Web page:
What are the components of the capital market

Euro capital market

nternational market for medium to long-term capital investments or a source of finance with corresponding capital requirements. Countries (state addresses), industrial companies, banks or other financial intermediaries are in demand for capital. Financing instruments are euro bonds in all variants, bonds with a fixed interest rate (straight bonds) and floating rate notes in all forms. There are also strong variations in the other components of the bond conditions (bond features) compared to classic fixed-rate bonds, which has led to a corresponding variety of types.


1993 1994 1995
Shares 40.7 45.0 41.0
Bonds 818.6 967.6 1284.3
Total 859.3 1,012.6 1,325.3


Source: Financial Market Trends, Issue 64, June 1996
Euro ? Capital market 1993? 1995 Issue volume in billion US $

The bonds are predominantly denominated in US dollars. In addition, bonds are mainly found in sterling, yen, SFR, DM and indexed in ECU or SDR.
Euro equities are also increasingly being financed through this market. Since 1983 this market has grown in importance in relation to the euro credit market.
The euro capital market is a sub-market of the euro markets. It is an international market for medium to long-term investments in euro bonds and euro stocks in euro currencies.


Market for euro bonds in dollars, € and other convertible currencies (convertibility), which are usually issued by international banking consortia and are offered for subscription in one or more countries. Also known as the euro bond market.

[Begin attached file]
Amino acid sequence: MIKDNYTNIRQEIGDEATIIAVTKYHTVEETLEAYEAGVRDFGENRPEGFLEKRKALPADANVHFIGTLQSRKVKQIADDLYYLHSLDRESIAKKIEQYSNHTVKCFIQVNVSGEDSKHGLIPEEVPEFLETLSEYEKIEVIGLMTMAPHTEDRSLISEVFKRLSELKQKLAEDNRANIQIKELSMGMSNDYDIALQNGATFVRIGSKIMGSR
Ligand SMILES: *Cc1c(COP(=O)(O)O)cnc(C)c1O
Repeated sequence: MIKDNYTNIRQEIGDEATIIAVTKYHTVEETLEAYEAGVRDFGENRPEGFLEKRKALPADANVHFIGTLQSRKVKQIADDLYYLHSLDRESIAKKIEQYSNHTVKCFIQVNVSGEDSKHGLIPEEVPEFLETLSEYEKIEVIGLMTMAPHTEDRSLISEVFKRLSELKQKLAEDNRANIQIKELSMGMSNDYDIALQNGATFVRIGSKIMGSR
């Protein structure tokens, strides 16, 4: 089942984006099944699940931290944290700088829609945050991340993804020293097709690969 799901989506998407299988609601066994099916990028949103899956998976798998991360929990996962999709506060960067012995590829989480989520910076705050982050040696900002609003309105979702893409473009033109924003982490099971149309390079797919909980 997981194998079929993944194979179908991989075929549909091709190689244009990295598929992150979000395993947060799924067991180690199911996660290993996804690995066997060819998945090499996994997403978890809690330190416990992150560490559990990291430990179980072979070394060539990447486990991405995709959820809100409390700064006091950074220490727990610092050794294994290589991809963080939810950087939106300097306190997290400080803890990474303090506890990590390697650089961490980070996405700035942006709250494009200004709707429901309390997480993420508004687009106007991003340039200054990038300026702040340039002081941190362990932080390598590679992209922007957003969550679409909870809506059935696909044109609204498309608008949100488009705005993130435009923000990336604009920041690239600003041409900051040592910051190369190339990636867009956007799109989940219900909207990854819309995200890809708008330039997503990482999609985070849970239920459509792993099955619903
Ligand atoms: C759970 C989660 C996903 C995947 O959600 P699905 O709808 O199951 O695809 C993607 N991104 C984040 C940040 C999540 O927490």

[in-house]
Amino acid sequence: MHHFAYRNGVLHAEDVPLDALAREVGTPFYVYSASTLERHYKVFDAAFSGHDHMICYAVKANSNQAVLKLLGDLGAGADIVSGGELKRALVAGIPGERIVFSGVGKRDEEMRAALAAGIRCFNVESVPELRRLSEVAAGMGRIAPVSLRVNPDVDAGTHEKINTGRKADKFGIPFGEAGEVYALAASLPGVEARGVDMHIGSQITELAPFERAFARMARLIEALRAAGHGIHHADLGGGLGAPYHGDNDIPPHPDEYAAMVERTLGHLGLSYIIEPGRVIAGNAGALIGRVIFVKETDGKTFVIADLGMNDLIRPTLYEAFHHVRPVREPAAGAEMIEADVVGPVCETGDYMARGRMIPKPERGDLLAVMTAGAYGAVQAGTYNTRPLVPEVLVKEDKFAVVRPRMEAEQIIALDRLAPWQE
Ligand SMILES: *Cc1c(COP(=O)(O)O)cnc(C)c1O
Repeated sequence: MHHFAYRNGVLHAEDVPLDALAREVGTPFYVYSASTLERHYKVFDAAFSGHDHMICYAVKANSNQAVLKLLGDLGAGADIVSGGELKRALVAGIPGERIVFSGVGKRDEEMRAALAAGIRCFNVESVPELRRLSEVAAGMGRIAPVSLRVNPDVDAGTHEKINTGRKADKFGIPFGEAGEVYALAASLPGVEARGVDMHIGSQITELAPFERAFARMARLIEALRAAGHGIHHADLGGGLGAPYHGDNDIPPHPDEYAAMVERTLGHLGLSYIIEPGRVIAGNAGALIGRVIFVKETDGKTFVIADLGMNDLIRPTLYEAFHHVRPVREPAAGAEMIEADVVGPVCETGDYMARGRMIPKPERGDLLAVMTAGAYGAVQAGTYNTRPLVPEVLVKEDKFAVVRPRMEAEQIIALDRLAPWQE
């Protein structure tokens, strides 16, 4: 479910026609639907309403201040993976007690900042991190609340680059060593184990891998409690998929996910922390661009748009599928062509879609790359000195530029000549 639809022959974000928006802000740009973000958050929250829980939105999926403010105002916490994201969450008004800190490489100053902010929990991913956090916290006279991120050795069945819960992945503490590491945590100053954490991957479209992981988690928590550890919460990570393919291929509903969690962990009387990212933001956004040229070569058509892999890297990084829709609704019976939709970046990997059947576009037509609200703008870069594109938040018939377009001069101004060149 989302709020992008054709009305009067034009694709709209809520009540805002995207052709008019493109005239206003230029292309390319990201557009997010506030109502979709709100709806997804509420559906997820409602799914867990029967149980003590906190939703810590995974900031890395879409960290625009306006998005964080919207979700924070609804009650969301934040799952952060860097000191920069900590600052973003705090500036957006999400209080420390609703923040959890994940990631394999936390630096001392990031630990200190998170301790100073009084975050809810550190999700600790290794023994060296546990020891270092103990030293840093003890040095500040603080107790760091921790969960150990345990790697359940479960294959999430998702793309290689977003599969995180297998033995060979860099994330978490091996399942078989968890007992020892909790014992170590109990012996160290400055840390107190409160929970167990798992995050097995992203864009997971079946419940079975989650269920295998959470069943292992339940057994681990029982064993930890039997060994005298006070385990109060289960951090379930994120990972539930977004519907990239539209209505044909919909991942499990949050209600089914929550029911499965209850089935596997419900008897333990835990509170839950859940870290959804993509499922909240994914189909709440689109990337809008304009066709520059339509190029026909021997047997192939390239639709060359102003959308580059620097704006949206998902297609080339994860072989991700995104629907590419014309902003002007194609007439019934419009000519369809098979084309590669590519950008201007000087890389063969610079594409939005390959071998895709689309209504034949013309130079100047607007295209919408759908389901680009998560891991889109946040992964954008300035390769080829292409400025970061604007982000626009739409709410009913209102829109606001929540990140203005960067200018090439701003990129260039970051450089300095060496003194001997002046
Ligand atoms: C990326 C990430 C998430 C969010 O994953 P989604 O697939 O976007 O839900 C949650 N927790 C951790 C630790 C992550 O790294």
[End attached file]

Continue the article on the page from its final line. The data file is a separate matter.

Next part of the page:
In contrast to the euro money market (euro credit), the euro capital market is less interesting for international trade, unless direct investments abroad are to be financed there on a long-term basis. It is an international capital market on which medium and long-term loans (also limited participation by national and international companies and institutions) are granted by international issuing consortia in one or more currencies at financial centers outside the country of origin. Mostly euro bonds are traded. The euro capital market is also used for export and import financing. The market is subject to its own interest structure, regardless of the policy of the respective national central bank. The euro money market serves v. a .: - for the refinancing of foreign trade transactions - the short-term money market business of the banks - the international liquidity equalization. Euro money market transactions are generally processed without collateral and, if necessary, informally. If the creditworthiness and standing of a borrower are insufficient, banks provide a guarantee. Negative declarations or letters of comfort from subsidiaries of multinational corporations can also be found in international companies (foreign trade, institutional). Short-term euro credit options are: - overnight money, without collateral and informally, i. d. Usually a maximum of 1 month (especially under banks); - Fixed deposit, 1 month to 1.5 years; - Cancellation fee with notice periods of 1 to 7 days. The fixed-term deposit is used to refinance foreign trade transactions, for example for the duration of the supplier credit (follow-up financing), combined with a foreign exchange transaction. A euro loan is advantageous for an exporter if a supplier credit has been granted in a foreign currency and he wants to combine the exchange risk with the refinancing of his follow-up financing. A euro loan is taken out via the house bank, whereby the granted foreign currency loan is then converted to the spot exchange rate and the forward transaction becomes a cash transaction. The repayment of the euro loan takes place after receipt of payment in the foreign currency. There is no forward exchange transaction. For the importer, the euro credit is advantageous when invoicing in a soft currency, if he can process the import business in cash and can repay the euro credit from the subsequent sale proceeds in hard currency (e.g. EUR) at a more favorable exchange rate. Medium-term euro credit options are: - Roll-over credits with a fixed term of up to 4 years, which are refinanced from short-term deposits. The bank bears the credit risk and the borrower bears the interest rate risk. Fixed-rate contracts are possible. - Medium-term syndicated loans from euro banks for larger loan volumes. - Certificates of Deposits (CD) for capital investment are medium-term securities issued by banks in London. There is an increased risk associated with these euro transactions in currency forwards, v. a. when the banks carry out maturity transformations. The euro credit chain ends when the last holder of the claim calls up the sight balance at the bank for payment purposes and is therefore no longer available to any Eurobank.

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